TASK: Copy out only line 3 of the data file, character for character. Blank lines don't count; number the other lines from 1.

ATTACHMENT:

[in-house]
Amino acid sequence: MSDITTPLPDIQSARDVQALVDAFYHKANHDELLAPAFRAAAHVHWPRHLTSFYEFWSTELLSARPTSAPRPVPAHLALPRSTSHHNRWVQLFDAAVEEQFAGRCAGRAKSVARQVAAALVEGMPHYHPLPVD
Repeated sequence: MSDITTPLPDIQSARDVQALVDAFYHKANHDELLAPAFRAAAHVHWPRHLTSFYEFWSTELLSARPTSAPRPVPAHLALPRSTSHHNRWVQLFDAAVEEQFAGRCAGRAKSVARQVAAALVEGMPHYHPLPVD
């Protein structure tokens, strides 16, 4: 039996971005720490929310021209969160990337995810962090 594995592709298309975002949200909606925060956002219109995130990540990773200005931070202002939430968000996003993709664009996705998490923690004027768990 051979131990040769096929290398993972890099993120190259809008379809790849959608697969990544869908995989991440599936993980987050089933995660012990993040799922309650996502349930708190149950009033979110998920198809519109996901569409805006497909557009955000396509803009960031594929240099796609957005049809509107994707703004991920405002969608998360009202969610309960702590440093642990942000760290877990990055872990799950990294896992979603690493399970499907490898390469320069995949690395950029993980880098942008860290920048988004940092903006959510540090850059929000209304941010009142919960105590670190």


Repeated sequence: MSDITTPLPDIQSARDVQALVDAFYHKANHDELLAPAFRAAAHVHWPRHLTSFYEFWSTELLSARPTSAPRPVPAHLALPRSTSHHNRWVQLFDAAVEEQFAGRCAGRAKSVARQVAAALVEGMPHYHPLPVD